Soot and Smog Affecting 120 Million in the US

Soot and Smog Affecting 120 Million in the US

( – For over 100 years, the American Lung Association (ALA) has been committed to saving lives by concentrating on preventing lung disease and improving lung health. It has more than 500 staff members who work with volunteers from all over the country to educate, fundraise, research, and advocate for cleaner air. Each year since 2000, the ALA has released a State of the Air report, ranking the dirtiest and cleanest places across America, based on ozone and pollution data gathered from the US Environmental Protection Agency (EPA). On April 19, The Guardian announced the ALA had released its most recent report card for 2023, giving Americans the skinny on the best and worst pollution offenders. The assessment used data from 2019, 2020, and 2021 to compile the findings.

Details from the Report

According to the association, six out of the top 10 cities with ozone problems were in California, with Los Angeles in the number one slot. Utah, Texas, Colorado, and Arizona cities rounded out the top 10. As far as year-round particle pollution, California dominated there, too, with Bakersfield tied with Visalia for number one. Arkansas, Oregon, Arizona, and Indiana joined The Golden State as housing the dirtiest cities for particle pollution throughout the year.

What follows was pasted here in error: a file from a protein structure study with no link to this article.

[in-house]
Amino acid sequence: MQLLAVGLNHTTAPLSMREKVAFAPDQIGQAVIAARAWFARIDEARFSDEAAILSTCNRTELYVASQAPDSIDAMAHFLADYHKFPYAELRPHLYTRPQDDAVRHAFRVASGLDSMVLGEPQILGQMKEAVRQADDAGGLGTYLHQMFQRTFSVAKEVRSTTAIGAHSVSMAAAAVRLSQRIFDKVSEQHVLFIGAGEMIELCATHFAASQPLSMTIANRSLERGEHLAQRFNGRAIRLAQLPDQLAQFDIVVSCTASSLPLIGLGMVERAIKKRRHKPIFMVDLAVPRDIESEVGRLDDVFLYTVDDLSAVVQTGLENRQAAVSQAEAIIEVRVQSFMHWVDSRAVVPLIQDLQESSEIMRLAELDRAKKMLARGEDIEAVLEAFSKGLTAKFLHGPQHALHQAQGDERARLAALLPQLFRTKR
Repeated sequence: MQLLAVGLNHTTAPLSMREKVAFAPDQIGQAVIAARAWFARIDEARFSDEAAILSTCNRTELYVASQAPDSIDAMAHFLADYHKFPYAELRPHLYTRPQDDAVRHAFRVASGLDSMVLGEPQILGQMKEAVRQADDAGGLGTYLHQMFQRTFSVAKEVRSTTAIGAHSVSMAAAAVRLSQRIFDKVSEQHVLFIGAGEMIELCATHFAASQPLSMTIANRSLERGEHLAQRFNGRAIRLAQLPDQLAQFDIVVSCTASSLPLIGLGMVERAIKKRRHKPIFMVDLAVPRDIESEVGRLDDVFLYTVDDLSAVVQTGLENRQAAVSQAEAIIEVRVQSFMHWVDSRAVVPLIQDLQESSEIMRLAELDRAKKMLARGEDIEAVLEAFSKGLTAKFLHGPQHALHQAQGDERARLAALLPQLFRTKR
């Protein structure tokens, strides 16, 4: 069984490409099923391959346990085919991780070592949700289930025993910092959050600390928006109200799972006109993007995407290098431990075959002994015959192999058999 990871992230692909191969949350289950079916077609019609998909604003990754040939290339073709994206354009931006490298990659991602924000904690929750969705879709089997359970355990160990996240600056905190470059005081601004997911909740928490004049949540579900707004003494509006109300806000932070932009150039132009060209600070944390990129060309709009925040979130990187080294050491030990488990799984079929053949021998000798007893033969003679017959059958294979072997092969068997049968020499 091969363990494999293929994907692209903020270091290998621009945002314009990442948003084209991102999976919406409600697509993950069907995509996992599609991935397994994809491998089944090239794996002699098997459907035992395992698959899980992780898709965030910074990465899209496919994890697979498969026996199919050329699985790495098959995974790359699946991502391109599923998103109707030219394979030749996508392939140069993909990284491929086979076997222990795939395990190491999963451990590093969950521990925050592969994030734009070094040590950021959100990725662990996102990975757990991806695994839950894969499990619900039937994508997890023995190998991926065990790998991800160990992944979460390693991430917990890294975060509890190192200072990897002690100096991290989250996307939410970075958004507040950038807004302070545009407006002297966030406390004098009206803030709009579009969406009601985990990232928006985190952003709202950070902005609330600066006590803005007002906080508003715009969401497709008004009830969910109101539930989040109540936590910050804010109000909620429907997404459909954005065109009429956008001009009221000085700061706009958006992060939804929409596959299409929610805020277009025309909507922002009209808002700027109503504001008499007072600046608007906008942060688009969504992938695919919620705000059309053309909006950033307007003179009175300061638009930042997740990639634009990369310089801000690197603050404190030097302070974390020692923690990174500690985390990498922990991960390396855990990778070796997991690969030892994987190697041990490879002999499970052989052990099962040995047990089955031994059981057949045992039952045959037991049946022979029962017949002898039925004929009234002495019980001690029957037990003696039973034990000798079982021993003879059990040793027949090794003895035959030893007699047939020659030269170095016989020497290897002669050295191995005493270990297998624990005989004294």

The ALA reported more than one out of every three Americans in the union live in highly-polluted areas. In fact, the lung association estimated nearly 120 million people are exposed to unhealthy levels of soot and smog, and people of color were 3.7 times more likely to live in an area failing each metric than white people. Sadly, the association stated the 2023 report showed 111 counties in 19 states across America received an F for particle pollution.

According to the report, most of the cleanest cities were in the eastern part of the United States. Albany-Schenectady, New York, filled the top slot for ozone health, followed by cities in North Carolina, Maine, Washington, Virginia, Kentucky, Texas, Georgia, and Vermont. A pair of Hawaiian cities, Kahului-Wailuku-Lahaina and Urban Honolulu, tied as the best for year-round particle pollution, followed by cities in Wyoming, North Carolina, and Maine.

Reactions to the Report

ALA National Senior Policy Director Katherine Pruitt, who was also the lead author of the report, said it was shocking and “distressing” that so many people in America live in places that don’t have clean air, according to The Guardian. She blamed climate change as the main culprit of “undoing…the progress” the EPA should have made and kept over the years.

Pruitt said the good news is the organization sees “improvements in ozone air pollution,” but the bad news is particle pollution is getting worse.

Copyright 2023,